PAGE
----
City workers at M restaurant in Threadneedle Street, in the heart of London’s financial district, drank the bar dry of Veuve Clicquot champagne this week as they toasted the return of al fresco dining after long months of lockdown.
Down the road at sister restaurant Gaucho, people braved the unusually chilly spring to be served a meal out for the first time this year. On their first day of opening on Monday, the chain’s seven London outlets sold on average just over 1kg of steak per customer.
April 12 marked one of the first days of trading this year for restaurants, pubs and bars after the government lifted the lockdown order, in force since early January, on non-essential retail and allowed hospitality venues to serve customers outside.
In stark contrast to the ghostly atmosphere in the financial district for most of England’s third lockdown, lunchtime queues formed on Friday outside popular City lunch spots — from the much-loved baguettes seller Porterford Butchers to Coq D’Argent’s swanky rooftop terrace.
Pret A Manger said its outlets in the area, some of which have remained open for takeaways while the restrictions were in place, recorded a 10 per cent rise in sales.
There were signs that London’s rush hour was returning. Tube stations in the City and Canary Wharf were about a quarter busier than the previous week, according to Transport for London. It said the peak-time rush was especially pronounced, indicating that more people were returning to normal working patterns for the first time this year.
Although most employees are still working from home in line with government guidance, several City bosses said more staff had asked to return to the office this month, citing essential work or personal reasons, including the need to get out of the house after months and see colleagues in person. “It’s a valid reason to come to the office,” noted the head of a financial services firm.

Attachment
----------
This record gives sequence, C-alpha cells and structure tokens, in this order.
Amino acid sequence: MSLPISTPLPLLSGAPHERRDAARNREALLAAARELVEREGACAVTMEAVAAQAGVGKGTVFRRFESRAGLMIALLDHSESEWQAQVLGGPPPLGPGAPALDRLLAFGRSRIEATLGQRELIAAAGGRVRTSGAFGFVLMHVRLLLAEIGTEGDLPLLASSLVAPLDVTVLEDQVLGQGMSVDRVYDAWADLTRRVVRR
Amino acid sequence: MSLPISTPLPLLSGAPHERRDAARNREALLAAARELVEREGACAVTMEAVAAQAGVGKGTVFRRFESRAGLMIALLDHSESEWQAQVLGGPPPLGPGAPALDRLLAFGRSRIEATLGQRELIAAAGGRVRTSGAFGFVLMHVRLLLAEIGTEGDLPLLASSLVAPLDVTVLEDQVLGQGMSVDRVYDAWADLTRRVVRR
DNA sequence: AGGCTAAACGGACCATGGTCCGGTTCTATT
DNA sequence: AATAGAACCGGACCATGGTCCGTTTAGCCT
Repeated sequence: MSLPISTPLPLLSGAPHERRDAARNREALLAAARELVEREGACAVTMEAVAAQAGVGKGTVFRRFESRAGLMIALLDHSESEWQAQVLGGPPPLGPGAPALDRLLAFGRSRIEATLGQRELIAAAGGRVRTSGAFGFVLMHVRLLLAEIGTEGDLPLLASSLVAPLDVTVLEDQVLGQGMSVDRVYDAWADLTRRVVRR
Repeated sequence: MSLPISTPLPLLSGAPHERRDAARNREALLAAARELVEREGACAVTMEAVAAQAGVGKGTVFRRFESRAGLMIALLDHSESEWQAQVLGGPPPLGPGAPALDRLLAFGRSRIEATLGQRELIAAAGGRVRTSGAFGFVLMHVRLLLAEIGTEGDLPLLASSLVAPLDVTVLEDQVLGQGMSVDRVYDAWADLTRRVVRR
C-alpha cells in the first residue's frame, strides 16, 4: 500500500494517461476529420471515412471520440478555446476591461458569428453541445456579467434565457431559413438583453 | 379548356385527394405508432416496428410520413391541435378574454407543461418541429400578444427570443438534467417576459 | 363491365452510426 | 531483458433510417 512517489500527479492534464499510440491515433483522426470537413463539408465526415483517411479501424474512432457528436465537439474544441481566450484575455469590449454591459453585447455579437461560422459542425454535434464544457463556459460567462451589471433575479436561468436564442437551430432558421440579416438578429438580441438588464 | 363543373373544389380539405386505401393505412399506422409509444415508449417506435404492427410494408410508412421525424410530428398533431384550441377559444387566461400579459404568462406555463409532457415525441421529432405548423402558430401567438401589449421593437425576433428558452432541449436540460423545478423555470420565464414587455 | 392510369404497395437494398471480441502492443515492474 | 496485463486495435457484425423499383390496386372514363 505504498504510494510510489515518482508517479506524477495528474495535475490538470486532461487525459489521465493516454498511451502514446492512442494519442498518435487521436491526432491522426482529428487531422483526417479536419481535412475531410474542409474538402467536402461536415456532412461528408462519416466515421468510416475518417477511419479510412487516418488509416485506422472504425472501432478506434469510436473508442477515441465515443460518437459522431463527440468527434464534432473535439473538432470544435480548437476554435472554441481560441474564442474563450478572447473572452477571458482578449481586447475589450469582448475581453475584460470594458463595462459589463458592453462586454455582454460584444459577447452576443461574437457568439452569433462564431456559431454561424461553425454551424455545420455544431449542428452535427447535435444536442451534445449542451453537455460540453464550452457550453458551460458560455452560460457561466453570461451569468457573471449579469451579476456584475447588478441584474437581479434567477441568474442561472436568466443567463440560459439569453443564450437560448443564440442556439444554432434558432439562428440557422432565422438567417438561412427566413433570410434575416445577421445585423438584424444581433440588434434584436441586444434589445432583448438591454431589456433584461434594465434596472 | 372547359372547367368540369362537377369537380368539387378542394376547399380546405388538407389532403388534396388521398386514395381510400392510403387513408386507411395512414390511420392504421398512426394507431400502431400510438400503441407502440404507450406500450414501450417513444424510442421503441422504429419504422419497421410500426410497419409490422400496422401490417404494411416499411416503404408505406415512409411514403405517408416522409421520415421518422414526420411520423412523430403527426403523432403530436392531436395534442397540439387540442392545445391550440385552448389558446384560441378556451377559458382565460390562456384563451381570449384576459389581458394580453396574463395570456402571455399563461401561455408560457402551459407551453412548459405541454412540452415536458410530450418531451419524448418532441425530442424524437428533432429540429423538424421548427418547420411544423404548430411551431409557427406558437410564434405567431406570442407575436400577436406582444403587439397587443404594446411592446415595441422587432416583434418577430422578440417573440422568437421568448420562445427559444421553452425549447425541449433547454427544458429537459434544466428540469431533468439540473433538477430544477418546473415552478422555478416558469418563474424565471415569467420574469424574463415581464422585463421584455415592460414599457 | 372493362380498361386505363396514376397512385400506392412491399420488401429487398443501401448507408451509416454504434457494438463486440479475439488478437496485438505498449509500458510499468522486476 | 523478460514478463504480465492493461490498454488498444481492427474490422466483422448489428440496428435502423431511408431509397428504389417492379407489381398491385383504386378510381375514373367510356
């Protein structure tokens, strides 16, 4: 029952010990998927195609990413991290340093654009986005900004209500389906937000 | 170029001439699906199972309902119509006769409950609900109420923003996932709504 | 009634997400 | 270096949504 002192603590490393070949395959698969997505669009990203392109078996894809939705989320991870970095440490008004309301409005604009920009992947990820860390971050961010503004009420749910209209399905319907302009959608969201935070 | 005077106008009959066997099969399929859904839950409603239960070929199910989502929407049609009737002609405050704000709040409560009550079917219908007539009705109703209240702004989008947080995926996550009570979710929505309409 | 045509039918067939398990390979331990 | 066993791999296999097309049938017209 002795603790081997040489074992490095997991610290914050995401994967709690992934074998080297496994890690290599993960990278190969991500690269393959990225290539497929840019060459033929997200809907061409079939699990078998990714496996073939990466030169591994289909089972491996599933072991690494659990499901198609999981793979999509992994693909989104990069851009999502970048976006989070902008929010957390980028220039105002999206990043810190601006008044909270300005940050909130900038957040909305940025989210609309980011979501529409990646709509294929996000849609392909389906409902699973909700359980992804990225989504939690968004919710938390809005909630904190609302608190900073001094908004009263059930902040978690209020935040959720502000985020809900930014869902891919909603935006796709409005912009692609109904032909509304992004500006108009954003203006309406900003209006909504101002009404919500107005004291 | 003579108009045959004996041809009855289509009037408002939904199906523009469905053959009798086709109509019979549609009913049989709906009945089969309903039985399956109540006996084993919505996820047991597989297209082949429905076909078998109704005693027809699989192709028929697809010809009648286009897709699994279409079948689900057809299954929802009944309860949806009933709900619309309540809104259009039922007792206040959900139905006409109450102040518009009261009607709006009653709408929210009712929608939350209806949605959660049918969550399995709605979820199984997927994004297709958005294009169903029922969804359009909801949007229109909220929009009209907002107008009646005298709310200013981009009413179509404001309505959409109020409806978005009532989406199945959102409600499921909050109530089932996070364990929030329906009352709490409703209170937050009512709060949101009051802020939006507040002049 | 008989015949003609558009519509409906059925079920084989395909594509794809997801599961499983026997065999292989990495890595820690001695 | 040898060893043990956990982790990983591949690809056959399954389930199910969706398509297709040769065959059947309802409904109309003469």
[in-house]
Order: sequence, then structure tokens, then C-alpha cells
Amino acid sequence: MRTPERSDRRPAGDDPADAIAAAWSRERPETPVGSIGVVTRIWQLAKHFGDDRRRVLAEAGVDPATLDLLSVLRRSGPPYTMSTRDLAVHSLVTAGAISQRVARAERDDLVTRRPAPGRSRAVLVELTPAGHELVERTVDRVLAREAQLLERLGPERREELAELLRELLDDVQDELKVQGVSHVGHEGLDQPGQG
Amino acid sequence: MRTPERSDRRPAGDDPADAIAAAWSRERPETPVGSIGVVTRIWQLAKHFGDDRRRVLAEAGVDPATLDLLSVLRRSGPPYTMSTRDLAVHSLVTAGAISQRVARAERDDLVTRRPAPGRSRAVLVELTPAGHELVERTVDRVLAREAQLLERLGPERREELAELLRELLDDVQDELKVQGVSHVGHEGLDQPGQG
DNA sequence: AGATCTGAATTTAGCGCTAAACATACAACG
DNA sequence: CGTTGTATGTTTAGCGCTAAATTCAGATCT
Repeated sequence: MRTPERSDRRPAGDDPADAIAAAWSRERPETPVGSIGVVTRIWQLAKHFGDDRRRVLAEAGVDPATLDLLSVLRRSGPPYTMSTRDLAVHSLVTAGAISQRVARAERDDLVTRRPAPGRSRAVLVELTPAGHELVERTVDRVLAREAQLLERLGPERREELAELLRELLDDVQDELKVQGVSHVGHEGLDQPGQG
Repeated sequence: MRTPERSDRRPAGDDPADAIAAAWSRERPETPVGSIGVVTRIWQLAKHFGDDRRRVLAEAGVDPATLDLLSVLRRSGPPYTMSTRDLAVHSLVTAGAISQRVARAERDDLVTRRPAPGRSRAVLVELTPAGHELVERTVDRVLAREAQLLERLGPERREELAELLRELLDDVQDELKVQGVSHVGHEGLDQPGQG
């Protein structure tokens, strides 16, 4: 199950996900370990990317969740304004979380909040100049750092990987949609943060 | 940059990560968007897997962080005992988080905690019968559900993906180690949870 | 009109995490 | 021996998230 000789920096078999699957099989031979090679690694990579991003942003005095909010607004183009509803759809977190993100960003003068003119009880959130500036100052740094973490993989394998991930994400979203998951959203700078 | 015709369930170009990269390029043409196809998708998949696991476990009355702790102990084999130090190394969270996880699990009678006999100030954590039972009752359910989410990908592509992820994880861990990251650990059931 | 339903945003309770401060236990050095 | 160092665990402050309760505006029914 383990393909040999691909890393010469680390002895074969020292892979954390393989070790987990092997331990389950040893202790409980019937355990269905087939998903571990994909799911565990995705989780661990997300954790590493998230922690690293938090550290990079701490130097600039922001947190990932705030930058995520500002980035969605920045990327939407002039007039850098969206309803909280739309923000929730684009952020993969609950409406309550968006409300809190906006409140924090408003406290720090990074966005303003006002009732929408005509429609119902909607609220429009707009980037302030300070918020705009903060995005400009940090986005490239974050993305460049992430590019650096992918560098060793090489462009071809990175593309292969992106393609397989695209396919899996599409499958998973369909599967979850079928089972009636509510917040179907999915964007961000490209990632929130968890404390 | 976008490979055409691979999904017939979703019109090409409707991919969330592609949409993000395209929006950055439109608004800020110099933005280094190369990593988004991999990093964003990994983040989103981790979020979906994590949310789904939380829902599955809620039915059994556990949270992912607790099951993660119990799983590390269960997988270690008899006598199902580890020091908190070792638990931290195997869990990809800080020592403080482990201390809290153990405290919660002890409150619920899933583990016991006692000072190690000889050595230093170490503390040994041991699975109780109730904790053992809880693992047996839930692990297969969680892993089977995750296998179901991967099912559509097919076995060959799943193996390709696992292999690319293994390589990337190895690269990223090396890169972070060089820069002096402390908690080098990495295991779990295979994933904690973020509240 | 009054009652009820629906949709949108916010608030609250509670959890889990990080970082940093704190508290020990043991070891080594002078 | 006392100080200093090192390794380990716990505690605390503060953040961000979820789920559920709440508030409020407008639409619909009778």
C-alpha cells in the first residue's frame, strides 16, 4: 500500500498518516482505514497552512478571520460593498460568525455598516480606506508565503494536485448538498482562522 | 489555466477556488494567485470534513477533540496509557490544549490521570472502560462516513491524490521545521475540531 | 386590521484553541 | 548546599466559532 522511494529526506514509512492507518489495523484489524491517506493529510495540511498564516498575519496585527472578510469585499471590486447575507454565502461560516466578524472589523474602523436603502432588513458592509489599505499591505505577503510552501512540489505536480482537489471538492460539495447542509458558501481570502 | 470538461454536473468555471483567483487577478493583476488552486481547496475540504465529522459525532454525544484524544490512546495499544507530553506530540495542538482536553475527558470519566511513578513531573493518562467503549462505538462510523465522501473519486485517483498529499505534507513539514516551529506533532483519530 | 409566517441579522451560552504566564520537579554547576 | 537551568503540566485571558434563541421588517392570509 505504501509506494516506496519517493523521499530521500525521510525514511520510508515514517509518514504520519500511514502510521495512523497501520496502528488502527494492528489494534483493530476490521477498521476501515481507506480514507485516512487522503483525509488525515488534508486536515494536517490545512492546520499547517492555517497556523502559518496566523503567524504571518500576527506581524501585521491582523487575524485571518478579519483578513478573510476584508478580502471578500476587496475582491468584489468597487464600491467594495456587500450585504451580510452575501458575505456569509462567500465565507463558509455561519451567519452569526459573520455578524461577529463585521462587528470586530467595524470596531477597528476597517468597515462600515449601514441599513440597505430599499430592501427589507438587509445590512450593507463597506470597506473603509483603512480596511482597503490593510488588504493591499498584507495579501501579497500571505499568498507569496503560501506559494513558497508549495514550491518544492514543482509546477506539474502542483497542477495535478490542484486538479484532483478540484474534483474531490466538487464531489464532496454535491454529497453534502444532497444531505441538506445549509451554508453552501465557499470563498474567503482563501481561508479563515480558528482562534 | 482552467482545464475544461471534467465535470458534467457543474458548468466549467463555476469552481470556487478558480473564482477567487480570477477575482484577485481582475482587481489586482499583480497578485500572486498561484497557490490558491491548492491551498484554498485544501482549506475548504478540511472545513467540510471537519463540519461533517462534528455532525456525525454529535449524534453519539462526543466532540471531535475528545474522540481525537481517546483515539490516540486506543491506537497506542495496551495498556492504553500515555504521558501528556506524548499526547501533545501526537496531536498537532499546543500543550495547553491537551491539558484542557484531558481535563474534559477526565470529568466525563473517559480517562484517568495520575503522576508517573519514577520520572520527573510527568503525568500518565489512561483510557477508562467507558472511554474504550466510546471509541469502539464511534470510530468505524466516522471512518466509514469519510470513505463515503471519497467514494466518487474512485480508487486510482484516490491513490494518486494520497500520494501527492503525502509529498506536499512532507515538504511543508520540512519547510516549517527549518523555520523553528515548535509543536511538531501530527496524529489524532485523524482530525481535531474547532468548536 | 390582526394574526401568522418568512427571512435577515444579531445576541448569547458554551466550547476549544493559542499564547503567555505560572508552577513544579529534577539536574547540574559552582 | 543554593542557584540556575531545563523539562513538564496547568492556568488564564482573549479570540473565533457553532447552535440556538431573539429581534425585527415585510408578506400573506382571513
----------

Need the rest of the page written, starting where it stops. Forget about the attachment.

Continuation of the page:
On a tour of businesses around a bustling Bloomberg Arcade as part of a the City’s reopening campaign on Friday, William Russell, the lord mayor of London, told the FT that employers had begun to encourage staff to return.
He said the number of workers in the Leadenhall Building, for example, had doubled from 125 before Easter to 250 this week.
“It’s slow progress but hugely positive. More people are coming back, there is no doubt. The office is not dead — there may be a hybrid version but we will have more people back in the office than some people think.”
Canary Wharf said footfall on its estate had increased since March, with most of its 250 non-essential retailers open again.
Russell pointed to “pent-up demand” for hospitality in the Square Mile from people tired of lockdowns — something echoed by local businesses.
“We’ve been extremely busy. Because we are open, people are coming back more eagerly. Today, tomorrow, Sunday and even next weekend are already fully booked,” said Soren Jessen, owner of Nordic restaurant Ekte, which has expanded its outside space.
Des Gunewardena, chief executive of D&D, which owns Coq d’Argent and New Street Grill in Liverpool Street, said like-for-like revenues were up 60 per cent compared with the same day in 2019, despite only terraces being open. Bookings were more than double pre-Covid levels for the next six months as customers scrambled to secure tables ahead of an anticipated full reopening of restaurants indoors.
“Only three days out of lockdowns but it’s looking good,” Gunewardena, said.